After the end of the First World War, John Jones was provided with a motorcar by his father, which he hired out as a means of livelihood.
One of three brothers, he had been gassed in the War, and sadly died a few years later, however, not before the idea of providing charabancs in the district had taken hold.
The brothers each purchased a new chassis on which they put second-hand bodies, the first vehicle taking to the road in 1919. By the end of the following year they had three vehicles and the business gradually developed.
In August 1921 a service from Treharris to Pontypridd was commenced, with another route to Nelson in 1925. At this time the brothers were trading as the Commercial Bus Service from premises at the Commercial Hotel, Treharris.
To cope with the extra services two Thornycroft A1’s with Norman 20-seat bodywork were purchased during 1925.
By 1928 an additional route to Bedlinog had opened and more vehicles acquired, including two Thornycroft SB’s with Hall-Lewis B26D bodywork and two Leyland A13’s with Leyland 26-seat bodywork.
In March 1930 Jones Brothers introduced a short-lived service between Merthyr Tydfil and Pontypridd, which ceased shortly afterwards because of opposition from Merthyr Tydfil Borough Council.
From August 1930 the company was incorporated as Jones Brothers (Treharris) Ltd. By 1931, however, other operators, including Imperial Motor Services of Abercynon, Aberdare Motor Services and Gelligaer UDC, were running along parts of Jones Brothers routes.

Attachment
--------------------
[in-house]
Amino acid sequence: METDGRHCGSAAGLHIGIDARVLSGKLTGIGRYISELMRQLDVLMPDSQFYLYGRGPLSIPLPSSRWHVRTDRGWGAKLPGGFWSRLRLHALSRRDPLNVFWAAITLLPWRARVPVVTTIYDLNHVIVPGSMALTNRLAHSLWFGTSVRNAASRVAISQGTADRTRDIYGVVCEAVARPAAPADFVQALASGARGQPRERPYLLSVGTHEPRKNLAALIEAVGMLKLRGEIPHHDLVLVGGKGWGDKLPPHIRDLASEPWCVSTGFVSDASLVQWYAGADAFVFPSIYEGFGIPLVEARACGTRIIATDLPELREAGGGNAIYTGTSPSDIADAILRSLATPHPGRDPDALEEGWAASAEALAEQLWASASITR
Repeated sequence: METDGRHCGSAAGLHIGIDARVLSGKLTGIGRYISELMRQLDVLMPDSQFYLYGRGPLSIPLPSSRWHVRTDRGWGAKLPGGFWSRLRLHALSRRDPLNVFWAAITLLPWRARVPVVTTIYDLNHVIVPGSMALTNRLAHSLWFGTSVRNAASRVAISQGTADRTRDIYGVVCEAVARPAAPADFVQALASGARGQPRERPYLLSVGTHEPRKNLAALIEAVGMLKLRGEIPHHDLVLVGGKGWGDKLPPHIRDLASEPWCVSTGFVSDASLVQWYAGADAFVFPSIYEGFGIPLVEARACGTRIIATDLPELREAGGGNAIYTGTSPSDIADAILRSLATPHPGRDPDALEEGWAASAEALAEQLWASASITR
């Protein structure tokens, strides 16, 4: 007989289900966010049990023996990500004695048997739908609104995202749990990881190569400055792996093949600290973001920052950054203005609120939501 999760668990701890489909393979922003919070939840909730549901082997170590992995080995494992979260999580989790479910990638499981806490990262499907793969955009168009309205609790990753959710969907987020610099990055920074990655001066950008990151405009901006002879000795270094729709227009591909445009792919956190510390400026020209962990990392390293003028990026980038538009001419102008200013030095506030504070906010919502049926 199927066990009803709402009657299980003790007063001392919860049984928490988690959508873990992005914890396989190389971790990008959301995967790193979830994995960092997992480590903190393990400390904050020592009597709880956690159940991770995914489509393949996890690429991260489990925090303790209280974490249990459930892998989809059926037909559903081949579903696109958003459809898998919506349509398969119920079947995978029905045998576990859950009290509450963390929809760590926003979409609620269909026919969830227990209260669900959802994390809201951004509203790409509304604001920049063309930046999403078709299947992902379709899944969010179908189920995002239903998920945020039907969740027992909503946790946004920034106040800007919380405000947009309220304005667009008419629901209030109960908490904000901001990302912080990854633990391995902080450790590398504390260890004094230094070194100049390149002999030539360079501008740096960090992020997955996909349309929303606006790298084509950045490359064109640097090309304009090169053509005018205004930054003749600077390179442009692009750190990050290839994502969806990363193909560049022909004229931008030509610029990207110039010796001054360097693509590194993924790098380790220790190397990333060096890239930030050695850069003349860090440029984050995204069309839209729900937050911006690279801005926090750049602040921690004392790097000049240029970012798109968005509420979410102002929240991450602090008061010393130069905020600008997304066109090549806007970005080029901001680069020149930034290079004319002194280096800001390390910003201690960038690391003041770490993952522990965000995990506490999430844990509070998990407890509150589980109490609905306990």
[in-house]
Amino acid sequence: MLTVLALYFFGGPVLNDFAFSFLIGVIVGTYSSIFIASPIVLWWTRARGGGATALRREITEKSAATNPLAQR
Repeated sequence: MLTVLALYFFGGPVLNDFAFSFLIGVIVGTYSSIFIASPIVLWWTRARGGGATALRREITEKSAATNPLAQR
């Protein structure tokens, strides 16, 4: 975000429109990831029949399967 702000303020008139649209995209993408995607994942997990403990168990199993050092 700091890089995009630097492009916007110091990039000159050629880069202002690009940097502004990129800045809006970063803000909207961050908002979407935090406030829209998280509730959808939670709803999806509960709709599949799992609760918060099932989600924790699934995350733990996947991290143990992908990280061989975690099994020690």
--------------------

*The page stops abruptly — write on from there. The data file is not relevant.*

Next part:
Under the 1930’s Road Traffic Acts Jones Brothers were granted operating licences for the following routes;
Nelson – Trelewis – Treharris – Pontypridd, and
Bedlinog – Hollybush – Nelson – Pontypridd
Other routes were also applied for, including one to Tredegar, but were unsuccessful, however, in November 1932 another route from Blackwood to Pontypridd serving Treharris, Nelson, Ystrad Mynach and Pontllanfraith was granted, although the licence contained clauses protecting existing operators.
For some time Jones Brothers had been operating a joint service with Evans and Williams, originally a competitor, but their application to take over the route was denied and it passed to Imperial Motor Services.
By the onset of World War II the fleet had grown and had included examples of AJS, Dennis, Leyland, Lancia, Vulcan and Thornycroft vehicles.
It was reported that Jones Brothers had acquired an ex-London General Omnibus Company B-type open-top double-decker in the early years of the company, but that the vehicle was disliked and returned to LGOC.
Whether it actually operated in service is unknown, but if so it would have been the only double-decker operated. During the War the inevitable Bedford utility vehicles made an appearance, including several OWB models.
An interesting purchase in 1942 was an AEC Q, originally new to Corona Coaches of London in 1935, which gave several years of service with Jones Brothers before being withdrawn.
The Company operated in a livery of maroon and brown with cream lining.
On 1st November 1945, the stage carriage business was sold jointly to Caerphilly UDC, Gelligaer UDC, Pontypridd UDC and the West Monmouthshire Omnibus Board, with ten vehicles passing to these four operators, who ran the ex-Jones Brothers routes jointly.
A single vehicle, Dennis Lancet II (No.4; HB5236) now with Francis (of Swansea) C32C bodywork was retained by Jones Brothers who continued to operate the coaching side of the business until 1958, when it finally ceased.
In producing this history reference has been made to the following sources;
PSV Circle Fleet History PG6 (1996); additional information supplied by Jeff Jones.